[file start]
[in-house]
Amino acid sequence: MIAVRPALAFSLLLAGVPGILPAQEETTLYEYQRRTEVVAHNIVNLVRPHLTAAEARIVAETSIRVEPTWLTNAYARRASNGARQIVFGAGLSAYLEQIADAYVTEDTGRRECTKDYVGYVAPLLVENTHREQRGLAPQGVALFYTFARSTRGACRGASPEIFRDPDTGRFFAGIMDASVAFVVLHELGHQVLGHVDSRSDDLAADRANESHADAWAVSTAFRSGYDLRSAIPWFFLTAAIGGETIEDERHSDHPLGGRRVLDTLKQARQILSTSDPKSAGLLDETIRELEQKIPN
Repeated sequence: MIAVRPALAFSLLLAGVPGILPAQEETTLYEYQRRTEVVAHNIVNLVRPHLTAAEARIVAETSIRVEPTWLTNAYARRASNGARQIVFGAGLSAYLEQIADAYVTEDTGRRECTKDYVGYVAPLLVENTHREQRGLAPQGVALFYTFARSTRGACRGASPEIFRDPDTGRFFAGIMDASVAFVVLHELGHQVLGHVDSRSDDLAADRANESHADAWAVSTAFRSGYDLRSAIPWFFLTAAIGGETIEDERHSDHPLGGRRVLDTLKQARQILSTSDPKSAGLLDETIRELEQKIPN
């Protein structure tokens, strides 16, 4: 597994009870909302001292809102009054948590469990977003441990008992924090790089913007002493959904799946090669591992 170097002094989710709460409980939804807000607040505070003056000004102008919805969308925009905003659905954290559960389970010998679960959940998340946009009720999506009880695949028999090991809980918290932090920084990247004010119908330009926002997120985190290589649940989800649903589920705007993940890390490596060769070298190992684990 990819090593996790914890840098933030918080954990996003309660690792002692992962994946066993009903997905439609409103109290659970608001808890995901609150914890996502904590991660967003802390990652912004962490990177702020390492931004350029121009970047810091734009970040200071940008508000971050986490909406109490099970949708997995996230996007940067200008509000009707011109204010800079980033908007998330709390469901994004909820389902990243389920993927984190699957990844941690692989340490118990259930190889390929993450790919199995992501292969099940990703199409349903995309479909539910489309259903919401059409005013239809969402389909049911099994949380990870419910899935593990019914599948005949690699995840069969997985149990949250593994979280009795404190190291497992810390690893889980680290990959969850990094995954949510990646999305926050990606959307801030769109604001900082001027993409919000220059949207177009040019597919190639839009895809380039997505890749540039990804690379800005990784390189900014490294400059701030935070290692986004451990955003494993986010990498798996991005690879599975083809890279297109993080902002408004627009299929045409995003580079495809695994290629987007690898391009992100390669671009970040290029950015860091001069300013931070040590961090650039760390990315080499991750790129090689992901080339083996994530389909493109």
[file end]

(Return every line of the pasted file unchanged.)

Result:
[in-house]
Amino acid sequence: MIAVRPALAFSLLLAGVPGILPAQEETTLYEYQRRTEVVAHNIVNLVRPHLTAAEARIVAETSIRVEPTWLTNAYARRASNGARQIVFGAGLSAYLEQIADAYVTEDTGRRECTKDYVGYVAPLLVENTHREQRGLAPQGVALFYTFARSTRGACRGASPEIFRDPDTGRFFAGIMDASVAFVVLHELGHQVLGHVDSRSDDLAADRANESHADAWAVSTAFRSGYDLRSAIPWFFLTAAIGGETIEDERHSDHPLGGRRVLDTLKQARQILSTSDPKSAGLLDETIRELEQKIPN
Repeated sequence: MIAVRPALAFSLLLAGVPGILPAQEETTLYEYQRRTEVVAHNIVNLVRPHLTAAEARIVAETSIRVEPTWLTNAYARRASNGARQIVFGAGLSAYLEQIADAYVTEDTGRRECTKDYVGYVAPLLVENTHREQRGLAPQGVALFYTFARSTRGACRGASPEIFRDPDTGRFFAGIMDASVAFVVLHELGHQVLGHVDSRSDDLAADRANESHADAWAVSTAFRSGYDLRSAIPWFFLTAAIGGETIEDERHSDHPLGGRRVLDTLKQARQILSTSDPKSAGLLDETIRELEQKIPN
């Protein structure tokens, strides 16, 4: 597994009870909302001292809102009054948590469990977003441990008992924090790089913007002493959904799946090669591992 170097002094989710709460409980939804807000607040505070003056000004102008919805969308925009905003659905954290559960389970010998679960959940998340946009009720999506009880695949028999090991809980918290932090920084990247004010119908330009926002997120985190290589649940989800649903589920705007993940890390490596060769070298190992684990 990819090593996790914890840098933030918080954990996003309660690792002692992962994946066993009903997905439609409103109290659970608001808890995901609150914890996502904590991660967003802390990652912004962490990177702020390492931004350029121009970047810091734009970040200071940008508000971050986490909406109490099970949708997995996230996007940067200008509000009707011109204010800079980033908007998330709390469901994004909820389902990243389920993927984190699957990844941690692989340490118990259930190889390929993450790919199995992501292969099940990703199409349903995309479909539910489309259903919401059409005013239809969402389909049911099994949380990870419910899935593990019914599948005949690699995840069969997985149990949250593994979280009795404190190291497992810390690893889980680290990959969850990094995954949510990646999305926050990606959307801030769109604001900082001027993409919000220059949207177009040019597919190639839009895809380039997505890749540039990804690379800005990784390189900014490294400059701030935070290692986004451990955003494993986010990498798996991005690879599975083809890279297109993080902002408004627009299929045409995003580079495809695994290629987007690898391009992100390669671009970040290029950015860091001069300013931070040590961090650039760390990315080499991750790129090689992901080339083996994530389909493109």